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Curr Opin Endocrinol Diabetes Obes. 2008 Jun;15(3):278-83. doi: 10.1097/MED.0b013e3282fc27eb.

Testosterone and depression in men.

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  • 1Chaim Sheba Medical Center, Tel Hashomer, Israel.

Abstract

PURPOSE OF REVIEW:

The purpose of the review is to update the current literature regarding the role, if any, that testosterone plays in depressive illness. We have considered the influences on depression of endogenous testosterone, that is, hypogonadism and depression; and exogenous testosterone, that is, as a potential antidepressant.

RECENT FINDINGS:

Studies do not support a consistent relationship between testosterone level and mood. There may be vulnerable subpopulations in whom hypogonadism contributes to depression; and chronic depressive illness may lead to hypogonadism in some men. Results from multiple randomized, controlled clinical trials are conflicting. Most do not support testosterone as a broadly effective antidepressant, but it may be effective in carefully selected populations, such as hypogonadal men, antidepressant-resistant men, men with early onset depression, and/or HIV-infected men.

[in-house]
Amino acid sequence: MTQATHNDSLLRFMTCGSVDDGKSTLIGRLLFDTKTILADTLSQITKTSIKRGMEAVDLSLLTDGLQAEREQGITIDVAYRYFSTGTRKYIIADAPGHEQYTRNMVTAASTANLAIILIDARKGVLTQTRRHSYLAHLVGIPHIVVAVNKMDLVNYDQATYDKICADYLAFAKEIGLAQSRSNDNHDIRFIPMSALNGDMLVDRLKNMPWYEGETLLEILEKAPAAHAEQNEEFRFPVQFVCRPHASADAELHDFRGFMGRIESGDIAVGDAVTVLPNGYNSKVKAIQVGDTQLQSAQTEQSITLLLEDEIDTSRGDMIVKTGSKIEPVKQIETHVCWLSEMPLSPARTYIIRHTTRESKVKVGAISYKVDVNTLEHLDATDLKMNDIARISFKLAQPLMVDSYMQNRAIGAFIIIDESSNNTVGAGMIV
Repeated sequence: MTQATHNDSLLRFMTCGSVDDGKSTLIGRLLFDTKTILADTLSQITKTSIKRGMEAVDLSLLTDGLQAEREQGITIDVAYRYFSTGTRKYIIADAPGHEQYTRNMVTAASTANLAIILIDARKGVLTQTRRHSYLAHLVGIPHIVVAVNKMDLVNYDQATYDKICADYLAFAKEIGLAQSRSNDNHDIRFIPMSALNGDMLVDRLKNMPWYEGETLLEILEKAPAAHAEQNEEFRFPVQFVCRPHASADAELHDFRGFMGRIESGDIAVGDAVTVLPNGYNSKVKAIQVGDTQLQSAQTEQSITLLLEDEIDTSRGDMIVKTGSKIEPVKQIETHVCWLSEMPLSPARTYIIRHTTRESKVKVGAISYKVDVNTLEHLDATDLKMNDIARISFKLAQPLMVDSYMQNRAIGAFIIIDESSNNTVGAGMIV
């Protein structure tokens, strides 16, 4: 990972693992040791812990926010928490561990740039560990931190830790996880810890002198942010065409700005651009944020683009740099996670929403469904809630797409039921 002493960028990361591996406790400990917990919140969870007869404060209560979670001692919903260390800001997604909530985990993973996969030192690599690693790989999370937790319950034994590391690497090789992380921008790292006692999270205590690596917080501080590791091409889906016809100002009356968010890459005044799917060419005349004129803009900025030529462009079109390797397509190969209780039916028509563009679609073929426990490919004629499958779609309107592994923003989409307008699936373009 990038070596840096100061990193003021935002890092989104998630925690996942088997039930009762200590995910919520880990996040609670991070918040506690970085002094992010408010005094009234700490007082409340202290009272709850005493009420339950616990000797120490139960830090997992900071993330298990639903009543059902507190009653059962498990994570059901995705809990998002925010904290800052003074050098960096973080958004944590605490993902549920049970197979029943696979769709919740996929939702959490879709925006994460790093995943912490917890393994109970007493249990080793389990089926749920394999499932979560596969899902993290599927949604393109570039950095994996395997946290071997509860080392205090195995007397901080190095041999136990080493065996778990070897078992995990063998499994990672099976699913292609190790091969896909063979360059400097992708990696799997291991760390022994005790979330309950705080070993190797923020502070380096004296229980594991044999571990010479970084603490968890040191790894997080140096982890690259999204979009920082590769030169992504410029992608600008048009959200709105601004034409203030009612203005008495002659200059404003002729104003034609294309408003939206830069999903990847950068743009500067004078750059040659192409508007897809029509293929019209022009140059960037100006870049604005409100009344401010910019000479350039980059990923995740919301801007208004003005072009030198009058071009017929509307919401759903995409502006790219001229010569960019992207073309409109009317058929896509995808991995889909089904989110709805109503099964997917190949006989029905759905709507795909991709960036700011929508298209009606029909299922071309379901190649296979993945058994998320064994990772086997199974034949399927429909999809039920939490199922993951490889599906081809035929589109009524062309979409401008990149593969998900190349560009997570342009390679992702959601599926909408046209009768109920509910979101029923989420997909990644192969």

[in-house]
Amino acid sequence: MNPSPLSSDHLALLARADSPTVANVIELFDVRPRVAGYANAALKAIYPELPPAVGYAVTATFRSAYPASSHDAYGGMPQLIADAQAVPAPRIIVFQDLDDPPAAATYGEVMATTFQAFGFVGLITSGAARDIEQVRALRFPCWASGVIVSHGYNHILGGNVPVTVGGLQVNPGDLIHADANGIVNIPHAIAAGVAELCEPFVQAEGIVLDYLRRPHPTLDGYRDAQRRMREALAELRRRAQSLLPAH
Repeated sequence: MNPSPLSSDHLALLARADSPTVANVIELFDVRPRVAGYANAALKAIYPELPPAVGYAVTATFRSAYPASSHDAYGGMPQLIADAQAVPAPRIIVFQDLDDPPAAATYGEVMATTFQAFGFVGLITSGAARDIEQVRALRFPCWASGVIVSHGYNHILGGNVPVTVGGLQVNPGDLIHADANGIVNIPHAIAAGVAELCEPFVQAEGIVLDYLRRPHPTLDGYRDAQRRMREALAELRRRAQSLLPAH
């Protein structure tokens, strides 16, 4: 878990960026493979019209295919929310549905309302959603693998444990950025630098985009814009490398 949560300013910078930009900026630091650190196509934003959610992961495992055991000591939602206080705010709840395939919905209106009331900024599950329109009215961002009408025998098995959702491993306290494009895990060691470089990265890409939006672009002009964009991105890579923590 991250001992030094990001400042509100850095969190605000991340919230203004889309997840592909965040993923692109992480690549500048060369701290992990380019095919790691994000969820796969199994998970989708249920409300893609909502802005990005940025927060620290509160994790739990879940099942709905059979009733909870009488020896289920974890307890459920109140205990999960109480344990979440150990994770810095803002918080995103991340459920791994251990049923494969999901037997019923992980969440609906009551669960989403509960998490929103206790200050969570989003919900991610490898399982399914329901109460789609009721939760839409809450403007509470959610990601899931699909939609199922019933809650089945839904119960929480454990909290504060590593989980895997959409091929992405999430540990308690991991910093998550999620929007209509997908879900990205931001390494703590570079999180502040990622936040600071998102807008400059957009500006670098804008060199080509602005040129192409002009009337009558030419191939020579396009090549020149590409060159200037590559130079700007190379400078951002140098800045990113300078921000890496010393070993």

SUMMARY:

There is little support for a pervasive influence of testosterone on mood.

PMID:
18438177
[PubMed - indexed for MEDLINE]
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